Covid inquiry: Boris Johnson says he never wanted to ‘let it rip’ — but admits view was ‘widespread’

Former prime minister Boris Johnson has denied wanting to let Covid “rip”, as he faces his second day of grilling at the official Covid inquiry.

This morning, Johnson was shown a series of extracts from former chief scientific adviser Sir Patrick Vallance’s diaries. In one passage, Vallance quotes Johnson as advocating a “let the virus rip” approach to Covid and being prepared to let the elderly “accept their fate”.

Lead inquiry lawyer Hugo Keith KC noted that the phrase was used more than once, with Vallance even recording the PM saying, in reference to the elderly: “They have had a good innings”

Under question from Keith, Johnson hit back, saying the implication that he wanted to delay a national lockdown to the last possible moment was “rubbish” and “completely wrong”.

He appeared to accuse the inquiry of “culling accounts” from people’s “jottings in meetings”.

“I had to challenge the consensus in these meetings”, he added.

Keith puts it to Johnson that his recorded views here led him to ignore his advisers about a circuit breaker in late 2020 and avoid a national lockdown until the last possible moment.

Johnson claimed this line of questioning “does not do justice to what we did. … to say we were remotely reconciled to fatalities across the country or that I believed it was acceptable to let it rip”.

Questioned further on the “let it rip” phrase, Johnson conceded:

I’m sad to say there are plenty of people who had used the phrase in conversation with me, I was trying to represent a view that was sadly quite widespread, that the approach might be to segment the most vulnerable and protect them and to allow the vast majority of the population to gradually acquire immunity.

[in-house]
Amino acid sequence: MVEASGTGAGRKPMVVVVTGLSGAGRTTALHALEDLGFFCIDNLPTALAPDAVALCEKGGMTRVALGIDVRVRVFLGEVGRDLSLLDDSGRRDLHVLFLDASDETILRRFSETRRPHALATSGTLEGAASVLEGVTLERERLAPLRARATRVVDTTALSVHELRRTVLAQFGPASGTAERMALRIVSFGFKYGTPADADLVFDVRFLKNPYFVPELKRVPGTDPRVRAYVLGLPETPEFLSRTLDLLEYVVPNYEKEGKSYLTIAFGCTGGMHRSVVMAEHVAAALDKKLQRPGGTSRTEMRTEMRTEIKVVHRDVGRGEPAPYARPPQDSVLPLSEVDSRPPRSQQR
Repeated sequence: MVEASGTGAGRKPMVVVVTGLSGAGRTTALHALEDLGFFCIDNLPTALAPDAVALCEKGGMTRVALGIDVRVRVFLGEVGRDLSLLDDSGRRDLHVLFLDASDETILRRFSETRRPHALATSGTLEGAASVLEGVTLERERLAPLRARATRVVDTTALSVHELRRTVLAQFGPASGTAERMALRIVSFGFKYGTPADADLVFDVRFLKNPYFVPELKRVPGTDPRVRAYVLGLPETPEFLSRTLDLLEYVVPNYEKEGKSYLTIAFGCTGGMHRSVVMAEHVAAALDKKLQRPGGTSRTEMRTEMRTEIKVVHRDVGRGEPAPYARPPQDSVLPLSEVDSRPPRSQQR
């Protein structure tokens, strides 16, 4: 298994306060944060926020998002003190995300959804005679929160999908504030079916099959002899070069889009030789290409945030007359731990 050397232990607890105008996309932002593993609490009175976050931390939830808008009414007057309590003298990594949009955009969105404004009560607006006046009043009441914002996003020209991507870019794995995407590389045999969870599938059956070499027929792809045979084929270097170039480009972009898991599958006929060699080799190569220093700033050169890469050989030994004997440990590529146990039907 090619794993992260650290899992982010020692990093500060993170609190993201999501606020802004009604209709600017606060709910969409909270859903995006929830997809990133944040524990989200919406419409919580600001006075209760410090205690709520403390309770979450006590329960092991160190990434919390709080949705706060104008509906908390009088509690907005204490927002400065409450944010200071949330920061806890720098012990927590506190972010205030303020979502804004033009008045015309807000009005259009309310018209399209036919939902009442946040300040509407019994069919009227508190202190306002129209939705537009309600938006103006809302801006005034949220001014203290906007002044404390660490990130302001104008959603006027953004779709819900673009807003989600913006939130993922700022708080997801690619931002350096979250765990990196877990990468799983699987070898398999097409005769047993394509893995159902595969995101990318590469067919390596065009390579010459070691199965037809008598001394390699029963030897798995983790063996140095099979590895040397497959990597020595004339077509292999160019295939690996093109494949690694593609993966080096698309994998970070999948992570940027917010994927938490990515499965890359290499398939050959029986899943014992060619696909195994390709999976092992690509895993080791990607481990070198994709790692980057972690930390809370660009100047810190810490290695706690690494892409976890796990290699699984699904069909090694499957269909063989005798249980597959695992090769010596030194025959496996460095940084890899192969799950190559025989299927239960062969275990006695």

He contended that the let it rip phrase “was common parlance at the time and remains so”, adding: “I don’t wish to be repetitive but this is exactly what you’d expect me to be talking about at this stage.”

In a further exchange, Boris Johnson was asked if he accepted the argument that a tier system should have been put in place earlier.

“I think that the truth is that we already, for a long time, had a kind of tiering in the sense that some places… remained under measures for a long time”, Johnson responded.

He added “It took a while to work out the… system, and to work out how to move places up and down [of tiers].

“I think one of the lessons of the whole experience is that when you set up these artificial boundaries between epidemiological areas using council boundaries or whatever you’re going to create huge problems.”

“We ran into those.”

Boris Johnson tells Covid inquiry his job was to control ‘challenging characters’ — as it happened